Most importantly, however brands choose to act, they should not message their actions in a way that will fall short of expectations and ultimately doesn’t deliver on their promise.

Here are a handful of brands that are messaging extremely well through the crisis while giving back to their communities.

Haus

Haus has built its brand to reflect millennial consumers’ desire to make drinking alcohol part of the experience, not the experience itself. From launch, their branding showed intimate groups of friends gathering at home, focusing on the quality of relationships over the act of drinking. This turn to thoughtful consumption versus mindless consumption has only increased in the current crisis.

Haus started The Restaurant Project to support local restaurateurs, shortly after restaurants and bars began shutting down across the country. The Restaurant Project showcases several strategic moves which are worth pointing out:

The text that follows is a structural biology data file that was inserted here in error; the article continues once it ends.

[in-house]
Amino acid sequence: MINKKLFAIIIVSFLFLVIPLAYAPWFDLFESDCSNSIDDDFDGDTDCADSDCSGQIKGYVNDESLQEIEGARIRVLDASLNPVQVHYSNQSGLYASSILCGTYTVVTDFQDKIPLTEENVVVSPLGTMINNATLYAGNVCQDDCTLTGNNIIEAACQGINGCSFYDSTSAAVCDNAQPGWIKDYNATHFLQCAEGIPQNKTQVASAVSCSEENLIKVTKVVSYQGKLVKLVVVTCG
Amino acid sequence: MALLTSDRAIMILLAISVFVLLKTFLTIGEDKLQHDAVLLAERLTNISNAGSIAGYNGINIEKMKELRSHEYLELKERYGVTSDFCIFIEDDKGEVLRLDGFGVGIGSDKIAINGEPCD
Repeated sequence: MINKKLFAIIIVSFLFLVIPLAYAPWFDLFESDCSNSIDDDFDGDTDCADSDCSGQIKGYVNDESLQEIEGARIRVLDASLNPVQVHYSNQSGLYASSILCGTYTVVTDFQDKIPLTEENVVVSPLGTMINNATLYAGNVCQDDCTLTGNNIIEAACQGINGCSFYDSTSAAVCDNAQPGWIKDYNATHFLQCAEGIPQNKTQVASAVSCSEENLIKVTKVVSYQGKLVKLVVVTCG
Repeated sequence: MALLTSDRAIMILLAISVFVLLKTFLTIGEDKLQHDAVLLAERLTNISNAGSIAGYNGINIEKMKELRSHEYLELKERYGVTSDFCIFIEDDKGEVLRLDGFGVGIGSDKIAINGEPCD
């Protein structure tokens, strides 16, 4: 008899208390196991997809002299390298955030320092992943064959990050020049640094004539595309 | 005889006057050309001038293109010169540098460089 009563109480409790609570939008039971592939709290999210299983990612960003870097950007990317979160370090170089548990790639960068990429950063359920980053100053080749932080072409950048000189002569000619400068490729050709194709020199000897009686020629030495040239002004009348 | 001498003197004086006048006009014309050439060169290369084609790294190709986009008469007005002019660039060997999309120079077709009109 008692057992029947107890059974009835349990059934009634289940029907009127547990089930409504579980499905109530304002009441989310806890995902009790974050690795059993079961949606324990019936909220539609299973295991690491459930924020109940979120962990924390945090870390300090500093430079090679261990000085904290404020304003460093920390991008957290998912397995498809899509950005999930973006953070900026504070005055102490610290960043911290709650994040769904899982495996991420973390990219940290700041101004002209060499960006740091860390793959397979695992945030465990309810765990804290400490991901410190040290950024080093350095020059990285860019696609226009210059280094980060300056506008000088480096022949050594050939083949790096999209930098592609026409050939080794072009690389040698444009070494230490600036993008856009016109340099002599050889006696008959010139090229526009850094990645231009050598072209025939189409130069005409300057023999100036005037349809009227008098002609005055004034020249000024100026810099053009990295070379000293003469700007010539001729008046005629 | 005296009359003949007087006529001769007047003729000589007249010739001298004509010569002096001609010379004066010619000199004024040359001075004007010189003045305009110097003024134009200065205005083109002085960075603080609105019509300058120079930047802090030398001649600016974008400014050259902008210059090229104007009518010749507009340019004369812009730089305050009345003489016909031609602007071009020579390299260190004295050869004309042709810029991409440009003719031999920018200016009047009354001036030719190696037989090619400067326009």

• Although the bottles are pre-order only, 100% of the profits go to the restaurants immediately. The clear messaging lets customers know that their dollars will make an immediate impact even though the actual product is not instantly available.
  • They’ve set this expectation on the collection page, and not later in the checkout process, which builds trust with the customer.
  • The personalized flavor profile for each restaurant reinforces the fact that Haus has a one-to-one relationship with the restaurants and, by extension, the local community.
  • Customers appreciate a brand that both supports a cause and enables the consumer to support that cause directly. Haus & The Restaurant Project are nailing both.

    Haus

    GREATS

    GREATS founder Ryan Babenzien said it best in a recent LinkedIn post, “People have been asking many questions about what the future of retail looks like, or how Covid will affect this business or that business, or will sustainability matter after Covid. There are opinions and predictions to these questions and then there are those of us that are taking action now to answer these questions and to actually define the shape of the future.”